Next week we're finishing up with school. Every year at this time I am grading huge piles of work and fretting that nobody learned as much as I had hoped. Every year at this time I am convinced I won't finish everything, and this will be the first year in my teaching career when I will not turn in my grades at all and just, I don't know, suffocate under a mound of unevaluated student writing. This year, all that is happening times a million. Of course, this year the writing is all in Google Docs, so the suffocation would be virtual. The perfect end to 2019-2020, when we here in Haiti spent more than fifty percent of our teaching time in lockdown, first for political crisis and then for health crisis.

Meanwhile, on Sunday I wrote this poem.

Palmchat, Source

Pandemic Birding, Sunday, May 17th, 2020

Today my brother wrote to tell me
that the nighthawks are back.
A friend texted a description of a bird
and then a photo of a scarlet tanager.
Another sent a video from a walk she took,
in which I could clearly hear woodpeckers.

My online birding group had a Big Day today
and birders all over the world added their finds to a spreadsheet.
It felt good to check for numerical updates on a list
that had nothing to do with sickness and death.
(We were just over a thousand species, last I looked.)

It’s not always easy to know
what to say to each other, these days,
as tragedies mount
and interpretations vary,
but then, we have the birds to report on,
and they’re doing what they’re supposed to,
behaving the way the books and apps predict,
going about their daily routines,
unaffected by human affairs.

I sat and watched palmchats today,
the national bird of the Dominican Republic,
our neighbor to the east.
They were enjoying the fruit
in the ficus tree in my yard.
There weren’t very many other birds out,
maybe because the palmchats were so noisy,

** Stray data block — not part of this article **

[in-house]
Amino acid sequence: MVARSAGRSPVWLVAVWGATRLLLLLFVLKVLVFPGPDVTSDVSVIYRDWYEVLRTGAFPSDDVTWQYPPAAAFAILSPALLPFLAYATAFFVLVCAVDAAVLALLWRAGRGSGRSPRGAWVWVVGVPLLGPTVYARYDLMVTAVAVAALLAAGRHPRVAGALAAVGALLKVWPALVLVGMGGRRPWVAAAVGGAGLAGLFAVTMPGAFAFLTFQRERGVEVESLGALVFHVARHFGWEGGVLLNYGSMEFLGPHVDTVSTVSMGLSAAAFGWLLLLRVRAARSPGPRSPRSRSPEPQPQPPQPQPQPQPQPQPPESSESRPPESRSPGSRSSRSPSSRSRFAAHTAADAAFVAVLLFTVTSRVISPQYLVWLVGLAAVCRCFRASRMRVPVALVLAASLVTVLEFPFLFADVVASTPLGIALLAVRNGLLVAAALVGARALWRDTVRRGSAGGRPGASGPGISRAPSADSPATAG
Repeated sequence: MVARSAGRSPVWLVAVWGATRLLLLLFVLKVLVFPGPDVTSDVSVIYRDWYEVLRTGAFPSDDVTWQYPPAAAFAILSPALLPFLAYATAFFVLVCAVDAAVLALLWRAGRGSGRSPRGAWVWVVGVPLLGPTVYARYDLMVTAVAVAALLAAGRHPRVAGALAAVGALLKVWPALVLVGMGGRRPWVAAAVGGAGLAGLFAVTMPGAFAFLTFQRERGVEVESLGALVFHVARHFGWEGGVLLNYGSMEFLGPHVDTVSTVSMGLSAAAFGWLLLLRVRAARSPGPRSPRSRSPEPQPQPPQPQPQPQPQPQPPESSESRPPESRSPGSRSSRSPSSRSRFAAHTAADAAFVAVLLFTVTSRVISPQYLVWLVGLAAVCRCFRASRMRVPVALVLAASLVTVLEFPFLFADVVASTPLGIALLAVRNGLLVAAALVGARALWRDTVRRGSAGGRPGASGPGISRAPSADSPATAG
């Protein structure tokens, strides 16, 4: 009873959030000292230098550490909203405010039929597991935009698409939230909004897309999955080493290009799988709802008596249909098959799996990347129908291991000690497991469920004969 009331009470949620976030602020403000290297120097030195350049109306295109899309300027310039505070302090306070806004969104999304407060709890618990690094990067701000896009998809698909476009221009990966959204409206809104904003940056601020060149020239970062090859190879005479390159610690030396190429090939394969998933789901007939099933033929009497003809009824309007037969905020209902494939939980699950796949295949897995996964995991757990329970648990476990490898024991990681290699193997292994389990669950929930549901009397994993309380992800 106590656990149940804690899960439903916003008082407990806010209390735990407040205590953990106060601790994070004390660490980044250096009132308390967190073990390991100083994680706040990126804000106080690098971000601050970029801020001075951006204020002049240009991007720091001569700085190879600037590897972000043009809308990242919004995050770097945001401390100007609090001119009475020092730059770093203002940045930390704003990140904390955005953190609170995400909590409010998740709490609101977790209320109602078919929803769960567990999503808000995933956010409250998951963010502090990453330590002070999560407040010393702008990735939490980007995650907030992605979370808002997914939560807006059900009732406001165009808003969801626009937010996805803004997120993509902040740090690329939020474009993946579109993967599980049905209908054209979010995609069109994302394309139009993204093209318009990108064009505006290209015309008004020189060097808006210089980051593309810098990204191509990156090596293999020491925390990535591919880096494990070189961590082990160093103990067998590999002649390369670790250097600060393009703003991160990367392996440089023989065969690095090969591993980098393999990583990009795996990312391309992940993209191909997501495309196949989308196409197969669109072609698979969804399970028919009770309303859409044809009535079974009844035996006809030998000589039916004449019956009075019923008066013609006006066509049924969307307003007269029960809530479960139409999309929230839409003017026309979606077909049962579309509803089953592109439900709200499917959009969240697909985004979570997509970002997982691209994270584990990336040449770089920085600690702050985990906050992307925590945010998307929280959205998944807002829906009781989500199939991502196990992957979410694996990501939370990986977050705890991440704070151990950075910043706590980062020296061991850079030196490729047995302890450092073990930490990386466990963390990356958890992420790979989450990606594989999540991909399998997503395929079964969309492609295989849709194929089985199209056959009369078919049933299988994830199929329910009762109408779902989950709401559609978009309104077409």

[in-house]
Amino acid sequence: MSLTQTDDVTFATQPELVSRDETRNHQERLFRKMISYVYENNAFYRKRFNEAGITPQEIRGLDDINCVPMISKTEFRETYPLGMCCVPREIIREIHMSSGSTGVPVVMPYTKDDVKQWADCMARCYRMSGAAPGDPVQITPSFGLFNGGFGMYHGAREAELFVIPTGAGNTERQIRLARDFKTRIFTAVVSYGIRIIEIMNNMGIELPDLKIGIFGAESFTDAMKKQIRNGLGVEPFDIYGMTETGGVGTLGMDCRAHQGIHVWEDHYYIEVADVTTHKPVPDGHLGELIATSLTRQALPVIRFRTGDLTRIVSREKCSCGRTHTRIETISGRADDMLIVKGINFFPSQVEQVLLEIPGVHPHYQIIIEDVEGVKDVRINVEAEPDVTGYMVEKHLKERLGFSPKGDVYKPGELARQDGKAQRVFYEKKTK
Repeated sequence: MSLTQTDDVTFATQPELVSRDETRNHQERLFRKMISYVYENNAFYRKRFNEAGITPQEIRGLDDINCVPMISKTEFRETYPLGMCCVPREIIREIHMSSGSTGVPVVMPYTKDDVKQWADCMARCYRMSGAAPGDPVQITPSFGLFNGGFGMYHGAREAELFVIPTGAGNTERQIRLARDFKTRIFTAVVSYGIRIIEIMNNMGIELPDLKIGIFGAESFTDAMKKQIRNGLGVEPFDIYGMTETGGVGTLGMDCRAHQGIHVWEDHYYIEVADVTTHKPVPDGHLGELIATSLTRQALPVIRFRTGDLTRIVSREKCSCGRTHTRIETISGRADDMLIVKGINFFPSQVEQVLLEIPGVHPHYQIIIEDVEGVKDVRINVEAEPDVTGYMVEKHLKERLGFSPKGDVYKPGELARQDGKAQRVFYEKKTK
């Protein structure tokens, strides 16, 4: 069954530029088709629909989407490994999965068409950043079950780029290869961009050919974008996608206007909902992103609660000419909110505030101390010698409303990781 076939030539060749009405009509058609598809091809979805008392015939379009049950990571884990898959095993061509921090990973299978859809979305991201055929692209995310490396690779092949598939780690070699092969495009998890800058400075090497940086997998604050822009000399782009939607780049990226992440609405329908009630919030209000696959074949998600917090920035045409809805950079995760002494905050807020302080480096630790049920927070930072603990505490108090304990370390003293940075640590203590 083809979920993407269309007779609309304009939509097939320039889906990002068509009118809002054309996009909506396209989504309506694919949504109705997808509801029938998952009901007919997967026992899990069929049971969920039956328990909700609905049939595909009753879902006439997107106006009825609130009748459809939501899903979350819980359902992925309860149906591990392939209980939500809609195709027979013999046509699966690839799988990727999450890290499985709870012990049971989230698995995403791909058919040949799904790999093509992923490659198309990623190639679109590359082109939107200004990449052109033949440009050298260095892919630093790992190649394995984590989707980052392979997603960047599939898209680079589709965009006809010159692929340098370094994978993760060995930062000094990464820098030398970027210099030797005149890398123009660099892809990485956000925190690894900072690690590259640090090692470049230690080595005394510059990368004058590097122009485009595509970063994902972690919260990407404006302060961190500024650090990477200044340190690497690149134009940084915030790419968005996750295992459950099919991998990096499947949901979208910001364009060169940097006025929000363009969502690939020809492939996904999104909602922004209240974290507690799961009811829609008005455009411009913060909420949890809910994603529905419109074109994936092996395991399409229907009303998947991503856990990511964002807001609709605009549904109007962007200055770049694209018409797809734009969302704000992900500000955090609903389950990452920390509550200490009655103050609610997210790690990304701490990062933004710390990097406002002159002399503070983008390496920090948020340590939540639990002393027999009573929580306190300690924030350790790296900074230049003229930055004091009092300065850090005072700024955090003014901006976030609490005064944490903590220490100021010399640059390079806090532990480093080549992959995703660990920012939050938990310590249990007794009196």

eating and hanging out close to each other,
the way - remember? - people used to.

Ruth, from

You can see more pictures of palmchats, and listen to how they sound, here.

Carol Varsalona has today's roundup, and it looks as though she and I were on the same wavelength, with seeking relief in nature.

Thursday, May 14, 2020

Poetry Friday: Store My Soul with Beauty

This poem was in the Academy of American Poets poem-a-day email back in March. I love the idea in it of storing up beauty so that you can experience it later when beauty is scarce.

I wouldn't exactly say beauty is scarce right now - there's still plenty to be found at home if I look closely - but I do miss the variety of beauty I generally get to experience, beauty of plants and people and moments.

The Days to Come
by Medora C. Addison

Now shall I store my soul with silent beauty,
Beauty of drifting clouds and mountain heights,
Beauty of sun-splashed hills and shadowed forests,
Beauty of dawn and dusk and star-swept nights.

Now shall I fill my heart with quiet music,
Song of the wind across the pine-clad hill,
Song of the rain and, fairer than all music,
Call of the thrush when twilight woods are still.

So shall the days to come be filled with beauty,
Bright with the promise caught from eastern skies;
So shall I see the stars when night is darkest,
Still hear the thrush's song when music dies.

I've been thinking a lot about a trip we took in December when my daughter was visiting. We wanted to drive to Jacmel, in the south, because we usually do that for a few days after Christmas, and we missed in 2018 because of political troubles. We didn't want to miss again, even though in 2019 there were still political troubles. We decided to go. And I'm so glad we did! I have been feasting on those beautiful scenes, in memory and photography, during these days of being locked inside my gates.

I'm blessed to have so many trips, conversations, experiences, all in my memory, ready to revisit when I need to.

In 2012 I wrote a post with a similar idea, about Wordsworth and Tintern Abbey and the Kentucky woods. And, in a somewhat related idea, last week I wrote about how good stories help to protect us from times like these.

Jama has this week's roundup.

Friday, May 08, 2020

Poetry Friday: The Trojan Horse

My eighth graders are listening to the story of the Trojan Horse today. Did you know that it isn't even in the Iliad? Most of the details in the story come from the Aeneid. Today's section was about how the Trojans, finally released from the city walls after ten years of fighting, discover the Horse on the beach, and then find Sinon, the spy, hiding in the reeds with his prepared speech to convince them to pull it into the city.